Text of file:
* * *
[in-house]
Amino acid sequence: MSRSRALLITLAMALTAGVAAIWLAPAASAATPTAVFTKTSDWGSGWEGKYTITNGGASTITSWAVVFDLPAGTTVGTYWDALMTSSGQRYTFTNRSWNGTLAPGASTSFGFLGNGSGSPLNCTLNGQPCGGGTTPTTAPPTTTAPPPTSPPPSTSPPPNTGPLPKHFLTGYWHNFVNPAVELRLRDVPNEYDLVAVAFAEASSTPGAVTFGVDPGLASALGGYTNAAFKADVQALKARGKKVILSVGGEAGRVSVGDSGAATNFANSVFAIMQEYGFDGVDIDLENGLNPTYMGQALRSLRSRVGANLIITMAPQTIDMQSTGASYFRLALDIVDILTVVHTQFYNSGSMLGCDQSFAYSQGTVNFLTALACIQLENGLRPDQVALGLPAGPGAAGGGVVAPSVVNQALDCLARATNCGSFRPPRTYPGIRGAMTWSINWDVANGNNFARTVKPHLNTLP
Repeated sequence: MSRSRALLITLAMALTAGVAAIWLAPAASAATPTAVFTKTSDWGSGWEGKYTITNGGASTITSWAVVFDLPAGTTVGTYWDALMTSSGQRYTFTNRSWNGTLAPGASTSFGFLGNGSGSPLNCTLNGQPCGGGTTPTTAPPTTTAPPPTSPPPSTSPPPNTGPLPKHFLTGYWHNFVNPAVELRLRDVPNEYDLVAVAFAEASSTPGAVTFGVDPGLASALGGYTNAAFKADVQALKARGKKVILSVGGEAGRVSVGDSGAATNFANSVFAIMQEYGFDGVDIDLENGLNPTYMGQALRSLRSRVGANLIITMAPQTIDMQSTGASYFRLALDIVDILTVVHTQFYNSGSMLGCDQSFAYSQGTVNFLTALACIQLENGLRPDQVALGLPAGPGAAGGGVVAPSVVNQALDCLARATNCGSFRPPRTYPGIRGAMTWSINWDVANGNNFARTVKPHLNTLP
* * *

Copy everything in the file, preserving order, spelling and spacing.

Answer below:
[in-house]
Amino acid sequence: MSRSRALLITLAMALTAGVAAIWLAPAASAATPTAVFTKTSDWGSGWEGKYTITNGGASTITSWAVVFDLPAGTTVGTYWDALMTSSGQRYTFTNRSWNGTLAPGASTSFGFLGNGSGSPLNCTLNGQPCGGGTTPTTAPPTTTAPPPTSPPPSTSPPPNTGPLPKHFLTGYWHNFVNPAVELRLRDVPNEYDLVAVAFAEASSTPGAVTFGVDPGLASALGGYTNAAFKADVQALKARGKKVILSVGGEAGRVSVGDSGAATNFANSVFAIMQEYGFDGVDIDLENGLNPTYMGQALRSLRSRVGANLIITMAPQTIDMQSTGASYFRLALDIVDILTVVHTQFYNSGSMLGCDQSFAYSQGTVNFLTALACIQLENGLRPDQVALGLPAGPGAAGGGVVAPSVVNQALDCLARATNCGSFRPPRTYPGIRGAMTWSINWDVANGNNFARTVKPHLNTLP
Repeated sequence: MSRSRALLITLAMALTAGVAAIWLAPAASAATPTAVFTKTSDWGSGWEGKYTITNGGASTITSWAVVFDLPAGTTVGTYWDALMTSSGQRYTFTNRSWNGTLAPGASTSFGFLGNGSGSPLNCTLNGQPCGGGTTPTTAPPTTTAPPPTSPPPSTSPPPNTGPLPKHFLTGYWHNFVNPAVELRLRDVPNEYDLVAVAFAEASSTPGAVTFGVDPGLASALGGYTNAAFKADVQALKARGKKVILSVGGEAGRVSVGDSGAATNFANSVFAIMQEYGFDGVDIDLENGLNPTYMGQALRSLRSRVGANLIITMAPQTIDMQSTGASYFRLALDIVDILTVVHTQFYNSGSMLGCDQSFAYSQGTVNFLTALACIQLENGLRPDQVALGLPAGPGAAGGGVVAPSVVNQALDCLARATNCGSFRPPRTYPGIRGAMTWSINWDVANGNNFARTVKPHLNTLP